Yesterday morning, I appeared on BBC Asian Network – exciting times – and gave my views on a fairly eyebrow raising topic: marriage detectives. You can listen to the show so click here to hear my velvety voice! (I come in at 37 minutes) with the inspiration coming from this article which you can read here. It was a fascinating yet thought provoking topic which has naturally resulted in a blog post.
The brains behind the Delhi based marriage detective agency is Taralika Lahir, who has worked in the private detective industry for 25 years. Lahiri’s investigations range from anxious parents or would be brides and grooms to run a full background check on their partner to couples who suspect their other half of playing away. Lahiri’s methods involve 24 hour surveillance, recording phone calls, running financial background checks to taking photographs and more, provided that she is able to present physical evidence of her findings to her clients.
I personally feel quite conflicted about marriage detectives: on one hand I think it can be a force for good as it can really avert major disasters that could potentially wreck someone’s life (fraudsters, serial cheats). But I also believe that you should listen to your gut instinct: if you don’t initially trust or feel comfortable around someone then you shouldn’t marry them or be with them – regardless of it being an arranged or a love marriage. In addition, if you can’t be faithful or responsible or mature enough to get married or be in a relationship, don’t get into one and ruin the other person’s life and their family.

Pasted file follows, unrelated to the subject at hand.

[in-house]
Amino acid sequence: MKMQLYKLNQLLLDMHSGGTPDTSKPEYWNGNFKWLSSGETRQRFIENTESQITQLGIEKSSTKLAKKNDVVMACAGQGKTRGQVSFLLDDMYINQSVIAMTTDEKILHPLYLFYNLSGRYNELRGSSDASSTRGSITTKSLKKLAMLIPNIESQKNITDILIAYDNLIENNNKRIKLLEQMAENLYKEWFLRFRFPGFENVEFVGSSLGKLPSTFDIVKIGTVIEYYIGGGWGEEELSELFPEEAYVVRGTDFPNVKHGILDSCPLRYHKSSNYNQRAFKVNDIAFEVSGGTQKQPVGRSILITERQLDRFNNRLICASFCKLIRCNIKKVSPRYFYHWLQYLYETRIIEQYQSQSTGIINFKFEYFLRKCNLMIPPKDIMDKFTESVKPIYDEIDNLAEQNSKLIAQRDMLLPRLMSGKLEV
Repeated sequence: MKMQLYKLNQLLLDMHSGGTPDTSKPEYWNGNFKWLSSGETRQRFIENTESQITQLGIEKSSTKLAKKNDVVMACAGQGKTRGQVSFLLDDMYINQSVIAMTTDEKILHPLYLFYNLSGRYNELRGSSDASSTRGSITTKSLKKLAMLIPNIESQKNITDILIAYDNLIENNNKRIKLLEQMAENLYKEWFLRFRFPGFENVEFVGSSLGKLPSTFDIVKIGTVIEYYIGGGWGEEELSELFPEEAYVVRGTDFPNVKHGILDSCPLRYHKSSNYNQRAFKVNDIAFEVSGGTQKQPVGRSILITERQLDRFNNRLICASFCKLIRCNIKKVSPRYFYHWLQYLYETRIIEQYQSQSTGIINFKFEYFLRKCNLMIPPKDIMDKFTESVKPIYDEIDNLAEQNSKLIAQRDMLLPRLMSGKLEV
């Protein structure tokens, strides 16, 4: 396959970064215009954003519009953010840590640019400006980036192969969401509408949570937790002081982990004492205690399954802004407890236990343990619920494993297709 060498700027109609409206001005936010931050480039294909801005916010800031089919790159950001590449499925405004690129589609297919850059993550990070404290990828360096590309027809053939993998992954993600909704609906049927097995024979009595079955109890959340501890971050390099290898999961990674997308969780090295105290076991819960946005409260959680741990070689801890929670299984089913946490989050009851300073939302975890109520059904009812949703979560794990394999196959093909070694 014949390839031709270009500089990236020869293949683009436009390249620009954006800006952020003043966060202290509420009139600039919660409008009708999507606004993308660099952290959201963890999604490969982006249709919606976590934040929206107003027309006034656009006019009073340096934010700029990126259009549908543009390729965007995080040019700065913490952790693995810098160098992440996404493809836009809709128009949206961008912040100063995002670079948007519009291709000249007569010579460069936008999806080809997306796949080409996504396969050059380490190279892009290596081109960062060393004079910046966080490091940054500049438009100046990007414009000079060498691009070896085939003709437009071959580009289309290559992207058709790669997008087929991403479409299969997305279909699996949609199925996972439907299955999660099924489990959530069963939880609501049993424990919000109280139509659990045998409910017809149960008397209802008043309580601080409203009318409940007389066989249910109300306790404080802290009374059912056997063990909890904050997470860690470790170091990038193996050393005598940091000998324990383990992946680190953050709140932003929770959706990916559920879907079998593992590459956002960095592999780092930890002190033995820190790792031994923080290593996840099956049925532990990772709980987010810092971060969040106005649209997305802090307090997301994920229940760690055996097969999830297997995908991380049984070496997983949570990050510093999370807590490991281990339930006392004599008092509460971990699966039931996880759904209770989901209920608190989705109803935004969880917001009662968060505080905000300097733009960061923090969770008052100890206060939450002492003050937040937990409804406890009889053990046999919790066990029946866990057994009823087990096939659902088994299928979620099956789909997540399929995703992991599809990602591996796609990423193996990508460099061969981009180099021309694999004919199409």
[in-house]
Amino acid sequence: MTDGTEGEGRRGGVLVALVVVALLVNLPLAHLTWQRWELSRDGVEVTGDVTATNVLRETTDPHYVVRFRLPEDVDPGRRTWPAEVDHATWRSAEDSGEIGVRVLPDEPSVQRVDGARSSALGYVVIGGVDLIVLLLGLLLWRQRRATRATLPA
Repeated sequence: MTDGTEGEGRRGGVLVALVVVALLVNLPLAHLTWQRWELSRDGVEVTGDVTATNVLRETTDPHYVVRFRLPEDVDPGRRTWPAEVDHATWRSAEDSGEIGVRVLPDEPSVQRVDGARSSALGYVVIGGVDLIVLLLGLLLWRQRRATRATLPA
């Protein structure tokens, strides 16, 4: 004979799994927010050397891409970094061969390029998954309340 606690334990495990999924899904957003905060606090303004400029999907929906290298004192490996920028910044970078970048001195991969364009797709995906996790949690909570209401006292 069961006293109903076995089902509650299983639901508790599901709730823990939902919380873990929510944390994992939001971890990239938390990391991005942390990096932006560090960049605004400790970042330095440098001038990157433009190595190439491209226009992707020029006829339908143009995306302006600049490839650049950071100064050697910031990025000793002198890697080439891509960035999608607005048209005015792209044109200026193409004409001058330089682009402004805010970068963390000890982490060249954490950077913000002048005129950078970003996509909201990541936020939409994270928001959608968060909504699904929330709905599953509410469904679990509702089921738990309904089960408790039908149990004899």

As expressed in the radio interview, I find it really sad that people feel the need to resort to using marriage detectives in order to find out about their prospective partner. For me it boils down to trust; without that you can’t be with someone. Many British born Asians joke and complain about “the aunty network” who report back to our parents and families by exaggerating little lies about us (no aunty, I was not smoking, I was eating a lollipop!) – but they come in handy for things like this even though their intentions are questionable, their timing isn’t always right nor is their venue of choice appropriate (mandhirs and gurudwaras).
A marriage detective agency sounds crazy: 24 hour surveillance? Recording phone calls? Having undercover detectives snooping around with a camera in their hands ready to catch you at your worst? I thought it was too until I had a proper think about it: we’re more or less under surveillance for the majority of our lives (CCTV) and I know many couples who admit to going through their other half’s phones, Facebook messages and Whatsapp chats. Isn’t that just a smaller and more personal scale of what Lahiri is doing? And more so: why do we do it?